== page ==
It's one year since we published our ground-breaking research, Unlimited Potential: Report of the Commission on Gender Stereotypes in Early Childhood. To mark the anniversary, we reflect on our work to date to tackle gender stereotypes, celebrate the steps that have been taken and plans to keep pushing this vital work forward.

Alison Henderson, Policy and Research Manager

Small but mighty steps to tackle gender stereotypes 

From the very moment our children are born, society teaches, imposes and dictates what is acceptable or expected of them through gender stereotyping. Whether we like it or not, we all do it. It’s part of the wallpaper of life.  

It is clear and evidenced - giving someone specific roles or characteristics based on their gender restricts their opportunities and constrains their choices. Gender stereotypes limit children’s potential.   

They say it takes a village to raise a child, and that same logic must be applied when tackling gender stereotypes – everyone has a role to play to make meaningful and long-term change.  

A small change with a mighty impact for challenging gender stereotypes  

We established the Commission on Gender Stereotypes in Early Childhood in early 2019, made up of experts from politics, academia, business, government and civil society. It set out to build a new consensus on the harm that gender stereotypes do and how, most importantly, they can end.  

The Unlimited Potential report made over 35 recommendations to commercial organisations, to Government, and to parents. One of those recommendations was that Ofsted should include a greater focus on tackling gender stereotypes – as well as those relating to other protected characteristics like race – in their inspection framework.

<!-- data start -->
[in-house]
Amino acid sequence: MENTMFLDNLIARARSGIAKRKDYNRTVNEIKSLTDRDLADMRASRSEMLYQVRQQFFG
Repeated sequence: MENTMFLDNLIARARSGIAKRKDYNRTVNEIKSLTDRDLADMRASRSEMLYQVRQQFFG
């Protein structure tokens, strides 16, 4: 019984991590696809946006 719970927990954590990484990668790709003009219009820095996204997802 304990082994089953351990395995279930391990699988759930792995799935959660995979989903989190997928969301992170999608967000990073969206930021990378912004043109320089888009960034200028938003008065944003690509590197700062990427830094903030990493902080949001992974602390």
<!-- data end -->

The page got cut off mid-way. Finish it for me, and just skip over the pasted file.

Our research through the Commission showed that parents, along with education practitioners, wholeheartedly support this, with 80% of parents agreeing that they want to see their child’s school or nursery to treat boys and girls the same, with the same expectations and opportunities.   

Through consistent engagement with Ofsted, we pushed for a greater focus on tackling gender stereotypes. We questioned why ‘Challenging Stereotypes’ was only required at the ‘Outstanding’ level for Early Years, we wanted to see this change.  

We were delighted that this was a shared priority with Ofsted leadership – now, challenging stereotypes is a requirement to meet ‘Good’ standard for their Early Years inspections.  

This simple, straightforward change has the potential to create a seismic shift in school and childcare settings, that will now need to demonstrate that they are challenging stereotypes to stay above the level where the inspector says that their setting ‘Requires Improvement’ 

How can practitioners make change? 

But what exactly does this change mean in practice?  

Our research shows that most practitioners in early years and Key Stage 1 settings, recognise the harm that gender stereotypes can cause to children. However, what tends to happen is that practitioners can unnecessarily, and most often unintentionally, separate girls and boys, through language and physical segregation.  

Practitioners can influence children’s interests and success in different subjects and encourage children to engage in behaviour that is stereotypical. Yet, there is strong evidence to show that work to counter stereotypes, including promising work on the whole-school approach to early years settings, can change attitudes and behaviours.  

Our aim is not to point the finger, but to recognise the vital role that practitioners can play in making a big difference. 

They can:  

  • Encourage children to engage with a range of activities by offering play options that actively challenge gender stereotype